University of Cambridge > Talks.cam > Cellular Genetic Disease Seminar > Elimination of cervical cancer by 2050: Reality or wishful thinking

Elimination of cervical cancer by 2050: Reality or wishful thinking

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Host: Dr Paolo D'Avino (ppd21@cam.ac.uk)

Every 2 minutes somewhere in the world a woman dies of cervical cancer a preventable disease. Cervical cancer is caused by infection with a virus the human papillomavirus, HPV . In addition the precancerous phases are detectable and treatable. It is a cancer which should be effectively prevented by vaccination to prevent infection and screening to detect the easily treatable pre-cancers. Highly safe and effective vaccines that can prevent the majority of HPV infections that cause cervical and other HPV -associated cancers are available. Tests for screening and detection and methods to treat cervical pre-cancerous lesions have been in place for decades in high income countries (HIC) and are proven to reduce cervical cancer incidence. – Combining HPV vaccination at high coverage for adolescents and high coverage of cervical screening for older women, with appropriate treatment, could eliminate cervical cancer as a public health problem. But there are big hurdles for HPV vaccines; they face virulent anti-vaccine activism, they are against a sexually transmitted infection and delivered to young adolescents, an age group unused and often refractory to any medical intervention.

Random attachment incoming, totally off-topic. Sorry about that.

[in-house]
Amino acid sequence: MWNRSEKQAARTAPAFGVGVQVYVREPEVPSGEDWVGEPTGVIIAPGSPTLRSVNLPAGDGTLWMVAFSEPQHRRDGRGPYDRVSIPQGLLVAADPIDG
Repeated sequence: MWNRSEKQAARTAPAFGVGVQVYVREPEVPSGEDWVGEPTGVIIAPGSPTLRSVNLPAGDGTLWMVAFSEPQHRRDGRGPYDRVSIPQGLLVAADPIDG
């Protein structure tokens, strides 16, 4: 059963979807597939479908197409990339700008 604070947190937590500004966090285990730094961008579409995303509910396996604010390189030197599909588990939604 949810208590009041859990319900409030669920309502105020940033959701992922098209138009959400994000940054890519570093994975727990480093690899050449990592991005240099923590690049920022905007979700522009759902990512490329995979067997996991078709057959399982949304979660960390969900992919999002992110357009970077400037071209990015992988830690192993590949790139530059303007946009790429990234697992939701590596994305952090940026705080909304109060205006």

However recent modelling suggests if the current coverage for HPV vaccination and screening is maintained in countries such as the UK and Australia cervical cancer could be almost eliminated by 2050. To achieve this globally, these primary and secondary interventions for prevention will need to be expanded, to include those not currently vaccinated or screened and this means women in low and middle income countries (LMIC). These are big challenges. Broad dissemination of HPV vaccines has been achieved in some low and high resource countries, but needs to be scaled up globally, to reach the majority of age eligible individuals. Strengthening of cervical cancer screening strategies in LMIC has proved hugely difficult in the past 2-3 decades and may be insuperable without economic development in the poorest regions.

Vaccination with high enough coverage could in time make cervical cancer a disease of historic interest only, this is achievable but does require international collaboration, political leadership and a collective will. Allowing women to rot to death from a preventable cancer cannot be tolerated in the 21st century.

This talk is part of the Cellular Genetic Disease Seminar series.

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